Utah health insurance
Utah lawmakers oppose health law, but ACA still broadens coverage
- By Louise Norris
- healthinsurance.org contributor
- August 7, 2014
If you’re a current or future resident of Utah, or if your loved ones live there, you may be interested in learning more about the health of the state’s residents and how the state’s political leaders are approaching healthcare reform. We’ve put together a list of resources to help you get a clearer picture of the overall public health and attitudes towards reform in Utah.
Utah health ratings
The Commonwealth Fund’s Scorecard on State Health System Performance 2014 rated Utah 19th out of the 50 states and District of Columbia – a gain of one spot from 20th in 2009. Utah’s Scorecard includes rankings for a variety of specific factors and explains how the overall ranking is determined.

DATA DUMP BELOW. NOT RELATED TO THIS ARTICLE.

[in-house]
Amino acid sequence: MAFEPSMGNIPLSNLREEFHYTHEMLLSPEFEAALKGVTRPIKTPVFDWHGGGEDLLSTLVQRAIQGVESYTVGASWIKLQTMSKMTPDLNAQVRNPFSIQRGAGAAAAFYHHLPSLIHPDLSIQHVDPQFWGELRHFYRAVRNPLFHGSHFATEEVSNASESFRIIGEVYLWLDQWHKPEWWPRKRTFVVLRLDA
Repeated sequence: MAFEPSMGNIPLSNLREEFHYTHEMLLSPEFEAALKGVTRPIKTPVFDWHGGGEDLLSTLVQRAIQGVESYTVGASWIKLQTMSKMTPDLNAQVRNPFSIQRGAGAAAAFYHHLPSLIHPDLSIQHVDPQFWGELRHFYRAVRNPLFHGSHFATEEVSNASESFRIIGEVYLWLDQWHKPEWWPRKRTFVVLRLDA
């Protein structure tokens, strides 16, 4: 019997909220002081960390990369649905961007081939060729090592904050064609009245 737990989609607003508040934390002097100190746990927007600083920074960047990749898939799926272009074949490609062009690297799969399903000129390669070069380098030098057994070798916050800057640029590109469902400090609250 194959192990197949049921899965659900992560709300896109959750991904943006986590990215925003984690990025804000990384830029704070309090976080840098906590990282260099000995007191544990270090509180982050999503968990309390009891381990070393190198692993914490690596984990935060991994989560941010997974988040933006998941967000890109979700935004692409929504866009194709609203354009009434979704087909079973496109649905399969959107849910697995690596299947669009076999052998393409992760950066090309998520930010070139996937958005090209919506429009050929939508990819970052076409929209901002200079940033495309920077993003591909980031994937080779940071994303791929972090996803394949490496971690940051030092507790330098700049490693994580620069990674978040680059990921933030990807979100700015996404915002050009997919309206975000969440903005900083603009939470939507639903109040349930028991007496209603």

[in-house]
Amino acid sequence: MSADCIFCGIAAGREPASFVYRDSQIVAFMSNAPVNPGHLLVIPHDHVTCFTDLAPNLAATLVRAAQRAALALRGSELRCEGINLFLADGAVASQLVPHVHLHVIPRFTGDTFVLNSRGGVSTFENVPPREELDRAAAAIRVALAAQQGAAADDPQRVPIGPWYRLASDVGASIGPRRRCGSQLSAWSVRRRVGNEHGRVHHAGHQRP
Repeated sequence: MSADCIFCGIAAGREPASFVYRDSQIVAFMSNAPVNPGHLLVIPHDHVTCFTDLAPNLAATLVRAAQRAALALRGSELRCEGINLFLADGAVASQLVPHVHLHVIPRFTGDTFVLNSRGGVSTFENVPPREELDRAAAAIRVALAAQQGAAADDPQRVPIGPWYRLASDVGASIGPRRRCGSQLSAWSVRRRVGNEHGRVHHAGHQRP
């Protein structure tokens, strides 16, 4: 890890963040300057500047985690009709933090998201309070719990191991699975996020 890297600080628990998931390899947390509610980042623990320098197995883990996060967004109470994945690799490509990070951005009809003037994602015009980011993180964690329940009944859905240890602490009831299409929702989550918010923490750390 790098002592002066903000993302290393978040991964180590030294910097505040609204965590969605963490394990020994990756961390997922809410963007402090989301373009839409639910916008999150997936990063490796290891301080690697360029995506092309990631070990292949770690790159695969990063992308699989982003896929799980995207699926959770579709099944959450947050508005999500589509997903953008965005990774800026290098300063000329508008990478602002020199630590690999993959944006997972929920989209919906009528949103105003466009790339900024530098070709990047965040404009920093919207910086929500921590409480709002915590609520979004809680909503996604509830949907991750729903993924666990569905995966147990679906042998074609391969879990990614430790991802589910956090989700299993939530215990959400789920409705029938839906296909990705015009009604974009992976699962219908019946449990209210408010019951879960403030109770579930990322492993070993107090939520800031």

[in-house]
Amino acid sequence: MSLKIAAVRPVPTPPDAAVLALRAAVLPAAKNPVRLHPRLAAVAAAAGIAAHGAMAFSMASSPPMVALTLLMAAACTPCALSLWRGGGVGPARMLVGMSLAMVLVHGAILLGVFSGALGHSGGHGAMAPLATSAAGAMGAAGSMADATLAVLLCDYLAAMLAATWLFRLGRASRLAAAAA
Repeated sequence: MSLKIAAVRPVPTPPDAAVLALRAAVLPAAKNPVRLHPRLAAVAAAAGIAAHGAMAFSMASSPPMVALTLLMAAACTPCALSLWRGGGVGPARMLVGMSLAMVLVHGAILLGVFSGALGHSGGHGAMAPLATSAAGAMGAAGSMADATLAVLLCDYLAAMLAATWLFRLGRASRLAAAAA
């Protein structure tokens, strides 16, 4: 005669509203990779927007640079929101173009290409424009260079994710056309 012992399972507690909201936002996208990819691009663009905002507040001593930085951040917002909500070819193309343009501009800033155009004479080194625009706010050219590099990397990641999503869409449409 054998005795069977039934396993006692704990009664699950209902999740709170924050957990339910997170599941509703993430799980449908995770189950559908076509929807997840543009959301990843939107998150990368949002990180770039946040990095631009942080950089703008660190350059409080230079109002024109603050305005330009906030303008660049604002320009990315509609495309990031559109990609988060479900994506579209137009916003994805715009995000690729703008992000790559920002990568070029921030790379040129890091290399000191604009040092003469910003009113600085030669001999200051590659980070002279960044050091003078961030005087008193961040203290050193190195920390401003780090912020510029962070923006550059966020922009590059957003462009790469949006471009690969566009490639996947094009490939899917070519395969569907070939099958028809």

But the 2013 edition of America’s Health Rankings gave Utah a significantly higher rating: 6th out of the 50 states. The factors that increase Utah’s ranking include a low rate of smoking and binge drinking, a low rate of obesity, physical inactivity and diabetes, and low prevalence of preventable hospitalizations. But the state still has its challenges: relatively few primary care physicians, and high rates of drug deaths and pertussis infections..
Trust for America’s Health has also summarized Key Health Data About Utah, which includes information about specific disease prevalence and a variety of factors that influence health outcomes. And you can also see how the counties in Utah compare with one another using this interactive map created by the Robert Wood Johnson Foundation.